“Water quality is improving in Lincoln Park naturally,” Hamrick said. “(SB 192) adds a lot of unknown costs without a lot of public benefits.”

More nuclear coverage here.


2014 Colorado legislation: Cañon City residents are cautiously optimistic for results from SB14-192

May 2, 2014
Lincoln Park/Cotter Mill superfund site via The Denver Post

Lincoln Park/Cotter Mill superfund site via The Denver Post

From The Pueblo Chieftain (Tracy Harmon):

Residents here are thankful for bipartisan legislation passed [by the Senate] Wednesday that will help clean up groundwater contamination by Cotter Corp.’s uranium mill. The legislation will ensure that uranium mills clean up ongoing contamination of residents’ groundwater as expeditiously as possible, with the best available technology. The legislation will help give direction to the state health department as it oversees the cleanup, according to Chris Arend of Conservation Colorado.

Residents of the Lincoln Park neighborhood just north of the Cotter Uranium Mill site have been hooked up to city water so they can avoid using wells that have been contaminated by uranium and molybdenum which seeped from the mill site.

The neighborhood and Cotter mill have been part of a Superfund cleanup site since 1984.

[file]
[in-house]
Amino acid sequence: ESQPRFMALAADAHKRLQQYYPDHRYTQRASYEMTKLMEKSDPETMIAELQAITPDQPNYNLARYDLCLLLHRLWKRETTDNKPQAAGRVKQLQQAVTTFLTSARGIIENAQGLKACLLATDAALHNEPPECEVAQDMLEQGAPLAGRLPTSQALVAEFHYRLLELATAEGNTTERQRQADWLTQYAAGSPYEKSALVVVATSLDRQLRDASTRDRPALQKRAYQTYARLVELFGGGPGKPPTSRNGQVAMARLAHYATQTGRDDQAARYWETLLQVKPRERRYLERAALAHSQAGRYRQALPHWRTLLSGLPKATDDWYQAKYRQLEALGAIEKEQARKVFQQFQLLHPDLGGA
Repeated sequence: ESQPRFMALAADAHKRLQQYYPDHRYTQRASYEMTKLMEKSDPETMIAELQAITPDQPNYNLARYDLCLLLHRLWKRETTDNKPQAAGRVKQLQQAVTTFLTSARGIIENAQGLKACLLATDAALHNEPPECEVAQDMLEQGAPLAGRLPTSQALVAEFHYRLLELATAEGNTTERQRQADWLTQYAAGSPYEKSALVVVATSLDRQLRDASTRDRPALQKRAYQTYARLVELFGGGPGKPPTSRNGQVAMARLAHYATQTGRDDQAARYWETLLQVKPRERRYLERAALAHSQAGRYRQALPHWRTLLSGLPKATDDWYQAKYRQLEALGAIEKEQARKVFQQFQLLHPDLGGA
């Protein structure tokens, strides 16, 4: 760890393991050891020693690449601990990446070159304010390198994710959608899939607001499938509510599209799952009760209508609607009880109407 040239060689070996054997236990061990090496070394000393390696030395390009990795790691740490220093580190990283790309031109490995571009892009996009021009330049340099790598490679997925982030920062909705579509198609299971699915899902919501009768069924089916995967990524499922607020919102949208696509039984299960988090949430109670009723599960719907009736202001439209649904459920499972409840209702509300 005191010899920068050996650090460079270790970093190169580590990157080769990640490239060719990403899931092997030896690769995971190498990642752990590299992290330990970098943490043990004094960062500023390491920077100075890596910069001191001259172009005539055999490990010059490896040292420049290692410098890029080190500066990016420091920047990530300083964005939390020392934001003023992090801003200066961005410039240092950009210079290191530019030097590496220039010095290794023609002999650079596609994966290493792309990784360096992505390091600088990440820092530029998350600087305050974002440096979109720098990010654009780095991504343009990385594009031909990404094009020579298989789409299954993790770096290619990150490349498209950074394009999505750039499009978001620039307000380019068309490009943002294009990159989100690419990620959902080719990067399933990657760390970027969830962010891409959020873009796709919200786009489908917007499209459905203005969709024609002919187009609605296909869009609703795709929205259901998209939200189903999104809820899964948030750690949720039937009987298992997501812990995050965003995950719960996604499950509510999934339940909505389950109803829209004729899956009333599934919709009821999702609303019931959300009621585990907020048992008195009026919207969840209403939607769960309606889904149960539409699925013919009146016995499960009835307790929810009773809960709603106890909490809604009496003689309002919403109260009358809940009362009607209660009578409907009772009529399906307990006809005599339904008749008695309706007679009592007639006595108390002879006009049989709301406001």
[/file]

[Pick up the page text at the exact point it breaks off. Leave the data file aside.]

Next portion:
“For my Lincoln Park neighbors, forsaking our historic use of our water wells was never an option. We knew we needed to keep fighting for full and active cleanup of our wells, not only to restore our current rights but for future residents,” said Sharyn Cunningham, a Lincoln Park resident who is co-chair of Colorado Citizens Against Toxic Waste.

“After 30 years of contamination and indifference, the residents of Lincoln Park saw significant movement in their campaign for the Cotter Corp. to finally clean up its mess,” said Pete Maysmith of Conservation Colorado. “No community should have to endure the long-term exposure to uranium and other contamination as the community of Canon City has.”

Cotter officials, along with state and federal health officials, are overseeing decommissioning and full cleanup now that the mill is closed.

More 2014 Colorado legislation coverage here. More nuclear coverage here.